Elisha is another who supports the notion of distributors as commissioners. “This has been borne partly out of a frustration with the commissioning landscape e.g. if it’s been too slow or painful.  It has also been borne out of the innovation of producers who have fantastic ideas that they’ve spent time crafting and which they aren’t ready to give up on if it’s simply bad-timing for a commission green-light.”

There is a risk with this model, says Elisha, “because the first question most buyers ask about a project is ‘who’s commissioned it?’. “So in those cases, the distributor has to work harder to get that comfort by being across the editorial and knowing the producer’s track record.”

Banijay projects that illustrate the new emphasis in distribution include Ray Winstone’s World (right), “which we financed alongside the producers SWR Media, in association with Dash Pictures. We are working closely with the producers on it – they shared footage at an early stage and we gave our notes on what we think will work best.”

Many of the above messages are also relevant in the world of kids content, says Cake Entertainment CEO and creative director Tom Van Waveren. For him, one of the key benefits of distributors taking on production duties is that they can improve the overall quality of the end result. “One of the advantages of thinking about a project internationally from the outset is that you are not just focusing on local talent, you are searching for the best people you can find anywhere. So you can help raise the bar on a production creatively.”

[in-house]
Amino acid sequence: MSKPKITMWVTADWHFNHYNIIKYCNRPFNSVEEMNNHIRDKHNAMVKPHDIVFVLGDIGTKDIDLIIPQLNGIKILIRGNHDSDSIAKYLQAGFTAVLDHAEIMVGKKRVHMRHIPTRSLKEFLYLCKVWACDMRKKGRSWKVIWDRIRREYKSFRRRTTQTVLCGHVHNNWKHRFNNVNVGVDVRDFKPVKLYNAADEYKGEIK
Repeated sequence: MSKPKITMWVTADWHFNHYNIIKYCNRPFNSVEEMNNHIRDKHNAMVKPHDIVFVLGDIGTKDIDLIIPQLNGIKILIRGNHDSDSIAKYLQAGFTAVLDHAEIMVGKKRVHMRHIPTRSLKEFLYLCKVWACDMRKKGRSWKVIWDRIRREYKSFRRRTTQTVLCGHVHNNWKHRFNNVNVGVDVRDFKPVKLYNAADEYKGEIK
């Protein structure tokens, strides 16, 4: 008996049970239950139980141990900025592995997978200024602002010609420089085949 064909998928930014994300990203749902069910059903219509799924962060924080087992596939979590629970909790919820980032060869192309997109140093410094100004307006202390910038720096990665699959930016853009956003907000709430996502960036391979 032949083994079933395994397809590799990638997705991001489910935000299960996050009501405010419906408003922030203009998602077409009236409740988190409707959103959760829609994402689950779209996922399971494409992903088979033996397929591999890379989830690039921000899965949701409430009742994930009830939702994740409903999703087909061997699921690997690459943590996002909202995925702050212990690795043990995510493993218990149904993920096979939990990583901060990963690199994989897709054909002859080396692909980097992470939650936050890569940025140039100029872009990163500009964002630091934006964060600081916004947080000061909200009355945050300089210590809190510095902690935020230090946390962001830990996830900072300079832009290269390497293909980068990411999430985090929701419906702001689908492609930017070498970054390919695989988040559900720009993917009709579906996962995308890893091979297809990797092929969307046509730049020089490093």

He cites the example of Space Chickens, a show for Disney EMEA and Nine Network Australia. “In that case, we even went as far as setting up Gingerbread Animation, a new studio in Dublin to make the show.”

Cake has reached a point now where it is actively developing a large slate of kids properties in-house, from its starting point of having been a distributor. “So we brought in Emily Whinnett as VP Creative and Tom Doherty as VP Production to make sure we had the expertise.”

Over and above the issue of protecting company investment and making shows international, Van Waveren also notes that new breed of distributor has a further important reason for becoming more producer-like. He says “there comes a point in your evolution as a distributor when you realise that you are working incredibly hard on a project and not retaining any intellectual property. So it makes sense to use the expertise you have developed to become a production partner, because that makes it easier to come out with rights.”